Announcing the September 2020 world premiere, at the Los Angeles Lift-Off Film Festival, of a film that is a labor of love!! Told across time and space (postwar France & Sweden, present day United States), THE MAKING OF A MAN creatively intercuts interviews, archival footage and segments of the classic, searing and brutal play about toxic masculinity, penned in 1947 by legendary Swedish writer Stig Dagerman.
The play, “Marty’s Shadow”, was inspired by people Stig met during a visit to Paris, a city reeling in the wake of Nazi occupation. It follows the chilling trail of a young man, bullied for being a coward, who searches for a way to become a ‘real’ man. (See the end of this post for links and details to access the film, the play – and the book, The Writer and the Refugee, which tells the story of what happened in Stig’s 1947 encounter with German-Jewish refugee Etta Federn.)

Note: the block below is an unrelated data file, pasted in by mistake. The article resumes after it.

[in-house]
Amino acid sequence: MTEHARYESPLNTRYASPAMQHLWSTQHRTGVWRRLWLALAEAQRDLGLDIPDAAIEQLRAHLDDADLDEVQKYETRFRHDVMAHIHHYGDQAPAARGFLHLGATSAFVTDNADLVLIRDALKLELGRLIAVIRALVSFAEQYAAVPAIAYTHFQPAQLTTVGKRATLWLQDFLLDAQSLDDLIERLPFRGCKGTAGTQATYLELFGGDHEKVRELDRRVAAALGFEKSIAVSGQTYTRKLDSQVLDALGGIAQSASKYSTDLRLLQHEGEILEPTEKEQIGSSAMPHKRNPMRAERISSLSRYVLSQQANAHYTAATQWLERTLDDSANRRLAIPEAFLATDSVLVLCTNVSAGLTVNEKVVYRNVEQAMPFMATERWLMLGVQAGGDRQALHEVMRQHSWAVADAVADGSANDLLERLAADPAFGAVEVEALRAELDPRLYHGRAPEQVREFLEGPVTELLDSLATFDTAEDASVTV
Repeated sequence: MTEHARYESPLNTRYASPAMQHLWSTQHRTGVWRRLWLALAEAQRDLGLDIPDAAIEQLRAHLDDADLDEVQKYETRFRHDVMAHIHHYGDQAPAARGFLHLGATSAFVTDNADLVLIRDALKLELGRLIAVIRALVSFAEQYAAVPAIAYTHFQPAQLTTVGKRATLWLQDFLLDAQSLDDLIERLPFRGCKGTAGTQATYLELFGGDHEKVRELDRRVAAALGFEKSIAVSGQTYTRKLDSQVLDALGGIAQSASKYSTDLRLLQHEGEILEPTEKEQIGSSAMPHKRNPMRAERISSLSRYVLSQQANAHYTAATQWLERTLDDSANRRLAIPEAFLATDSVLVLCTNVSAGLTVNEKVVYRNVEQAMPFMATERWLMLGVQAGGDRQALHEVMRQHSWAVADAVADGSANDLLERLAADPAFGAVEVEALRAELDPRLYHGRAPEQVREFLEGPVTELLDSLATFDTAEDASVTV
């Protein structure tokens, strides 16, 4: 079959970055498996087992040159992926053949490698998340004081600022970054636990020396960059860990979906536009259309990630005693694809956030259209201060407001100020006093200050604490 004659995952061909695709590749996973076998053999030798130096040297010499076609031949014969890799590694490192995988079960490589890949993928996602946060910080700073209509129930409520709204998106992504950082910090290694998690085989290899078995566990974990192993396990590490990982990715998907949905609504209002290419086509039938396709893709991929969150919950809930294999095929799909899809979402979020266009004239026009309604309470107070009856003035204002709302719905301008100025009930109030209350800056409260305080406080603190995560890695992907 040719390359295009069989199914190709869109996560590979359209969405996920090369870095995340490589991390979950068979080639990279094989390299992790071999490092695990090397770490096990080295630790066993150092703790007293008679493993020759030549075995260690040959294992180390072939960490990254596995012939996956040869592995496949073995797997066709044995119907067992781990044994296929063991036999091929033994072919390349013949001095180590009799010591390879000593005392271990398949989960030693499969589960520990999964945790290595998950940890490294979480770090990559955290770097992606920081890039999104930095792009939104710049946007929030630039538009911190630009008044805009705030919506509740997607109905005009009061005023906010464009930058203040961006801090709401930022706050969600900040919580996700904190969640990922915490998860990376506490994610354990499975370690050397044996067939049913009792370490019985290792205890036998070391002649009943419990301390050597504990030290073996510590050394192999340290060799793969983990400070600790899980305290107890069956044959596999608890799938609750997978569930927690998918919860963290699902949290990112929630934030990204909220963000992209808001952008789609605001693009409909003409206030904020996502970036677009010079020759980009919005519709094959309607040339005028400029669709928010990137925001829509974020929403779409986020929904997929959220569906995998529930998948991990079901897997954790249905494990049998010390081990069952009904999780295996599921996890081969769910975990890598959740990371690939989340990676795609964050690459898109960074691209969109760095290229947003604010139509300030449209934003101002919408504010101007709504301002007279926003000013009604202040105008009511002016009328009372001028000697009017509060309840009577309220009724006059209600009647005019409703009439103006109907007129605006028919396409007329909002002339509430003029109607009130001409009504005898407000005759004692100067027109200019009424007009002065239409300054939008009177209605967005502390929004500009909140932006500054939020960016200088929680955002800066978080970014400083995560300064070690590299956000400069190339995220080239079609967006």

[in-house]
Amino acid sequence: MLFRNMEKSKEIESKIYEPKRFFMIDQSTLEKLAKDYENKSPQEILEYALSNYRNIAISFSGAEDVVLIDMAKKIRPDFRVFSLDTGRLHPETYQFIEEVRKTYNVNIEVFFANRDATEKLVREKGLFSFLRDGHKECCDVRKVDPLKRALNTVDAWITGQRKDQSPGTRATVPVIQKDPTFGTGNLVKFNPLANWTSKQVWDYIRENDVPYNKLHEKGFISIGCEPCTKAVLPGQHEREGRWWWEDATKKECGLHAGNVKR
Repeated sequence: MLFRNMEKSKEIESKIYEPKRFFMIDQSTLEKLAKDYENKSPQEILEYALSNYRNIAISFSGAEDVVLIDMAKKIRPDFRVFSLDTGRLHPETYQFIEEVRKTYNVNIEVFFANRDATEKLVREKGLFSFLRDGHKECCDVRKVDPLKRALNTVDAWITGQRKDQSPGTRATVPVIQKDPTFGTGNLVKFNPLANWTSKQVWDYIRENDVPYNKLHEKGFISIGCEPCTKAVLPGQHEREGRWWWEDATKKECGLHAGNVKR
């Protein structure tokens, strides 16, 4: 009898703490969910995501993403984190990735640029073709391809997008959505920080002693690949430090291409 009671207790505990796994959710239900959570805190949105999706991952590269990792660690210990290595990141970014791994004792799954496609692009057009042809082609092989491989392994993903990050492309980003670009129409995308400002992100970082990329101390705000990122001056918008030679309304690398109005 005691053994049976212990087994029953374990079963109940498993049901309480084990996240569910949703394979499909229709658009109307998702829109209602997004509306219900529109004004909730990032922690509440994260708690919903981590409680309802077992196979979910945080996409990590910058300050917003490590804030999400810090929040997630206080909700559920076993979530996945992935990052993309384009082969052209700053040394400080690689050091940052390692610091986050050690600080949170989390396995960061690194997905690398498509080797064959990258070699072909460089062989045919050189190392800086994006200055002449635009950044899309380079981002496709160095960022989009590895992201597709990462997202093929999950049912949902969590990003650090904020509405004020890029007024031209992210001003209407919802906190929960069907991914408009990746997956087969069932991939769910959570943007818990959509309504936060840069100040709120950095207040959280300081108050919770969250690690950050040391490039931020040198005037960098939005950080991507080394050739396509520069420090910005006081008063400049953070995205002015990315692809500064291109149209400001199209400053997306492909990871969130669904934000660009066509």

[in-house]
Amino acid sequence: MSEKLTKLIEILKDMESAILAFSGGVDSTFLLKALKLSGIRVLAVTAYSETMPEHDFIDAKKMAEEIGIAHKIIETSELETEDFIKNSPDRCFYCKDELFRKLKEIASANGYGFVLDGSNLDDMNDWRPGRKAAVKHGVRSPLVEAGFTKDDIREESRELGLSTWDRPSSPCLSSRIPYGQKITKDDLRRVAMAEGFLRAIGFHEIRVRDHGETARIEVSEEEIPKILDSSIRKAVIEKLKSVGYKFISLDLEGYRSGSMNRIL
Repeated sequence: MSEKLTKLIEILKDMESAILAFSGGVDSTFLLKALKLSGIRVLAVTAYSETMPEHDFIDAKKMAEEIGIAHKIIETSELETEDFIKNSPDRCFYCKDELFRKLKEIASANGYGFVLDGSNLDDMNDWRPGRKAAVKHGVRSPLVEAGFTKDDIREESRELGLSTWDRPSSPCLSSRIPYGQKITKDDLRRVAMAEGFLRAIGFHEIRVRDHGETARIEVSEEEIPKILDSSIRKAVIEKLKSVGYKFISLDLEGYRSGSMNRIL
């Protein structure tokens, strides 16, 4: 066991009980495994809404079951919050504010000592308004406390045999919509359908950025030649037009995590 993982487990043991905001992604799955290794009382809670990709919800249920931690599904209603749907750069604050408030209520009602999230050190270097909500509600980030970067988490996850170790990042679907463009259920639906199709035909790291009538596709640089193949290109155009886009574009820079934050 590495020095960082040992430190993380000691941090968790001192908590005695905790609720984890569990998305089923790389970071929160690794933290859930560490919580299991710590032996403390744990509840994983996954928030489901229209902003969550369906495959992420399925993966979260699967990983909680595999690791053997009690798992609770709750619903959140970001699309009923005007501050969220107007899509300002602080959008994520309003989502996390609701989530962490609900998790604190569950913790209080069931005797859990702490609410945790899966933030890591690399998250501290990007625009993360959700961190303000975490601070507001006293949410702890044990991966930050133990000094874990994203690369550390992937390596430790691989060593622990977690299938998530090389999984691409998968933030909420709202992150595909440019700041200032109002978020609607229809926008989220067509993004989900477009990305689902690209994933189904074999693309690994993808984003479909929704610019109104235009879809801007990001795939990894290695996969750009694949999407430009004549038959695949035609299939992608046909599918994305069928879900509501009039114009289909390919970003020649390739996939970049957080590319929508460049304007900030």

In 2017, seventy years after the play was written, it has its American premiere at the August Strindberg Repertory Theatre, off-Broadway in New York. As Stig’s daughter, Lo Dagerman (who was three when Stig died) interviews the cast, she discovers that it has struck a contemporary nerve. Jimi Stanton, who movingly portrays her father’s struggling protagonist, draws on the trauma experienced by his veteran brother in Iraq and Afghanistan. The play’s director, Whitney Aronson, is struck by how the inner life of the Jimi’s bullied character speaks directly to a United States plagued by mass shootings.
THE MAKING OF A MAN explores heroism and cowardice, and what it means to be truly courageous, through the lens of four characters. The playwright; his protagonist; the lead actor; the young French refugee who was the play’s inspiration – each character wrestles in a distinctive way with the question of what it means to be a man. Sharing their journeys, the film’s audience comes away with new insight into a profound challenge of our times.